Ralph Waldo Emerson

Emerson Short Poems

from: Emerson, Ralph Waldo.  Early Poems of Ralph Waldo Emerson. New York, Boston, Thomas Y. Crowell & Company: 1899. Introduction by Nathan Haskell Dole. 

Your picture smiles as first it smiled,
The ring you gave is still the same,
Your letter tells, O changing child,
No tidings since it came.

Give me an amulet
That keeps intelligence with you,
Red when you love, and rosier red,
And when you love not, pale and blue.

Alas, that neither bonds nor vows
Can certify possession;
Torments me still the fear that love
Died in its last expression.

"May be true what I had heard,
Earth's a howling wilderness
Truculent with fraud and force,"
Said I, strolling through the pastures,
And along the riverside.
Caught among the blackberry vines,
Feeding on the Ethiops sweet,
Pleasant fancies overtook me:
I said, "What influence me preferred
Elect to dreams thus beautiful?"
The vines replied, "And didst thou deem
No wisdom to our berries went?"

Why should I keep holiday,
When other men have none?
Why but because when these are gay,
I sit and mourn alone.

And why when mirth unseals all tongues
Should mine alone be dumb?
Ah! late I spoke to silent throngs,
And now their hour is come.

The sense of the world is short,
Long and various the report,—
To love and be beloved;
Men and gods have not outlearned it,
And how oft soe'er they've turned it,
'Tis not to be improved.

Hast thou named all the birds without a gun;
Loved the wood-rose, and left it on its stalk;
At rich men's tables eaten bread and pulse;
Unarmed, faced danger with a heart of trust;
And loved so well a high behavior
In man or maid, that thou from speech refrained,
Nobility more nobly to repay?—
O be my friend, and teach me to be thine!

The sinful painter drapes his goddess warm,
Because she still is naked, being drest;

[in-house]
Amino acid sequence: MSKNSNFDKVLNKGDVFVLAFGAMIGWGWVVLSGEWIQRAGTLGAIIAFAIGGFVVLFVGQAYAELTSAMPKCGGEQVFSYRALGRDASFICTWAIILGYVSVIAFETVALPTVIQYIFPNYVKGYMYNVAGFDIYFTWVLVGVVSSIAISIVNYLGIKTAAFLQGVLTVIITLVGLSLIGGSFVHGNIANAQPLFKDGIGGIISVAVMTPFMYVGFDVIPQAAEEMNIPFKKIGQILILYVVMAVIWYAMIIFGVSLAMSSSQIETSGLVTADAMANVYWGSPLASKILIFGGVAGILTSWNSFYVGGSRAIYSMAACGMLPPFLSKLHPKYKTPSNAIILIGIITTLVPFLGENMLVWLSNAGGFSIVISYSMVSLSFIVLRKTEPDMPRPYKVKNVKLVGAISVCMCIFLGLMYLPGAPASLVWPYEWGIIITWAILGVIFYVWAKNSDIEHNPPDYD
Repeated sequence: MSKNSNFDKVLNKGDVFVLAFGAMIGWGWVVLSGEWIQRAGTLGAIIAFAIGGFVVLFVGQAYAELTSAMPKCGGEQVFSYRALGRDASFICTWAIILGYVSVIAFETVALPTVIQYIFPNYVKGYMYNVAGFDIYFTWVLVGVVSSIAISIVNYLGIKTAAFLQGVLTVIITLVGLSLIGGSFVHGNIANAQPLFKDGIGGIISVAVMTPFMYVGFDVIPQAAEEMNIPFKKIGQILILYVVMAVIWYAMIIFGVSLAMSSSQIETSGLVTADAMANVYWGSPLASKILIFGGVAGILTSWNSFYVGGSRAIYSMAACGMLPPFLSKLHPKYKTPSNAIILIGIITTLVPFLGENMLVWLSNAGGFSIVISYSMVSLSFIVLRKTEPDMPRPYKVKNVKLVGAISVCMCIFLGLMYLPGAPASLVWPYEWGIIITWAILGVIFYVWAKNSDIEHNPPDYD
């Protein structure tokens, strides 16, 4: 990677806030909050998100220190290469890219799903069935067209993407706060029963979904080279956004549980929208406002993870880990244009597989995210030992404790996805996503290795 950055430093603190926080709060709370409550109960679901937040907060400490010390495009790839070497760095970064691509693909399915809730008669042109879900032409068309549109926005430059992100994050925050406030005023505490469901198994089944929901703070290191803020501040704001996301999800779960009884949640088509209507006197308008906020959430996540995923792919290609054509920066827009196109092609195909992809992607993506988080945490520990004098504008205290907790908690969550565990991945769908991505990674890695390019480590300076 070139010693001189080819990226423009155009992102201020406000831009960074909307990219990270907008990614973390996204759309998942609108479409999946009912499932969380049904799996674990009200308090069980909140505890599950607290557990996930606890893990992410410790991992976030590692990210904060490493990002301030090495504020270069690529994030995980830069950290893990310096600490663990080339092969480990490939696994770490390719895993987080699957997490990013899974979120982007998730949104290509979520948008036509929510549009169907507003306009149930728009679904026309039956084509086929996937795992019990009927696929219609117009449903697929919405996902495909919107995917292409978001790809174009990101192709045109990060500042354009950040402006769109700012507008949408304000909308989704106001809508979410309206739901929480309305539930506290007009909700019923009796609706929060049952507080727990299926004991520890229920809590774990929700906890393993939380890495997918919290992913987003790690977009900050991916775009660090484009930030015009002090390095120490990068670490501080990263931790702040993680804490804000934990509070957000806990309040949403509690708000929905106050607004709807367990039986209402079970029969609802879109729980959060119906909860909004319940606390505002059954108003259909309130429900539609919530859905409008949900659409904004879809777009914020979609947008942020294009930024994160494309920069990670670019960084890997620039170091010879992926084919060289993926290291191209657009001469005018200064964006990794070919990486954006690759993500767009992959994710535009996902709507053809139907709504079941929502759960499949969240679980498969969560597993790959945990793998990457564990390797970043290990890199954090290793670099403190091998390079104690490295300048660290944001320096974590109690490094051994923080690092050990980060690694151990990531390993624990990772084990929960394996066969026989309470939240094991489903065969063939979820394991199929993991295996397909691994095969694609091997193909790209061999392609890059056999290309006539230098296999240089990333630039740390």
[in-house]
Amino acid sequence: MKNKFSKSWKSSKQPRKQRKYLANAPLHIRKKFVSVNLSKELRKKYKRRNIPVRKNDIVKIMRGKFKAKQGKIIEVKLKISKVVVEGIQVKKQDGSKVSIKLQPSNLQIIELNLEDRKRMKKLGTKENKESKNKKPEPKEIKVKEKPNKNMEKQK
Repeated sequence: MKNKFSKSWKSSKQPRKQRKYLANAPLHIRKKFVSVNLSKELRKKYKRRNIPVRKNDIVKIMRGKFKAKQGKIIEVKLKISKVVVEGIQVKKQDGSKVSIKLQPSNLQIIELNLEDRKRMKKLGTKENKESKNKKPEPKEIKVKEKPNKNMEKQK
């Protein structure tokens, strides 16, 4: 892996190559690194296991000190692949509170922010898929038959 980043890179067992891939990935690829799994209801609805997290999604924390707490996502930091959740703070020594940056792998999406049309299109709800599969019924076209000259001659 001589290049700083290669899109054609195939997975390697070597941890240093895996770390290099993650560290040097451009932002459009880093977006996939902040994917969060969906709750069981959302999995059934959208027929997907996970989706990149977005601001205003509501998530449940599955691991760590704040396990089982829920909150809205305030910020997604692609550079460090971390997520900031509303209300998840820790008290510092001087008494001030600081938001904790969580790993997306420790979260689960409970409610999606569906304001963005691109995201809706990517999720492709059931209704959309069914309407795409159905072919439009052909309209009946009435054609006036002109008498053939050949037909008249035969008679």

The godlike sculptor will not so deform
Beauty, which bones and flesh enough invest.

Seek not the Spirit, if it hide,
Inexorable to thy zeal:
Baby, do not whine and chide;
Art thou not also real?
Why should'st thou stoop to poor excuse?
Turn on the Accuser roundly; say,
"Here am I, here will I remain
Forever to myself soothfast,
Go thou, sweet Heaven, or, at thy pleasure stay."—
Already Heaven with thee its lot has cast,
For it only can absolutely deal.

The rain has spoiled the farmer's day;
Shall sorrow put my books away?
Thereby are two days lost:
Nature shall mind her own affairs,
I will attend my proper cares,
In rain, or sun, or frost.

The water understands
Civilization well;
It wets my foot, but prettily,
It chills my life, but wittily,
It is not disconcerted,
It is not broken-hearted:
Well used, it decketh joy,
Adorneth, doubleth joy:
Ill used, it will destroy,
In perfect time and measure
With a face of golden pleasure
Elegantly destroy.

Ralph Waldo Emerson

Ralph Waldo Emerson left the ministry to pursue a career in writing and public speaking. Emerson became one of America's best known and best-loved 19th-century figures.
More About Emerson

Emerson Quotes

"Every man has his own courage, and is betrayed because he seeks in himself the courage of other persons."
– Ralph Waldo Emerson

“Do not go where the path may lead, go instead where there is no path and leave a trail.”
– Ralph Waldo Emerson

“The purpose of life is not to be happy. It is to be useful, to be honorable, to be compassionate, to have it make some difference that you have lived and lived well.” 
– Ralph Waldo Emerson